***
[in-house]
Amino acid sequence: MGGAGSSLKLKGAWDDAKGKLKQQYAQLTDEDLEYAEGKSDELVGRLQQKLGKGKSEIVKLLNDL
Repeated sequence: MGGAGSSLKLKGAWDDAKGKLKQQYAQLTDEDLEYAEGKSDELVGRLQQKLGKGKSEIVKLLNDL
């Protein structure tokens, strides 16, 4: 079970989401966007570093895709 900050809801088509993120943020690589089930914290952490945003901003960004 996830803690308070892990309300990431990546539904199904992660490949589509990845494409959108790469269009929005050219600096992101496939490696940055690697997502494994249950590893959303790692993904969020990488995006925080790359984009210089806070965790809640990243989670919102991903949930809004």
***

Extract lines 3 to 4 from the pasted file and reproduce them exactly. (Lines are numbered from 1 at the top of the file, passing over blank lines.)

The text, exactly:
Repeated sequence: MGGAGSSLKLKGAWDDAKGKLKQQYAQLTDEDLEYAEGKSDELVGRLQQKLGKGKSEIVKLLNDL
């Protein structure tokens, strides 16, 4: 079970989401966007570093895709 900050809801088509993120943020690589089930914290952490945003901003960004 996830803690308070892990309300990431990546539904199904992660490949589509990845494409959108790469269009929005050219600096992101496939490696940055690697997502494994249950590893959303790692993904969020990488995006925080790359984009210089806070965790809640990243989670919102991903949930809004």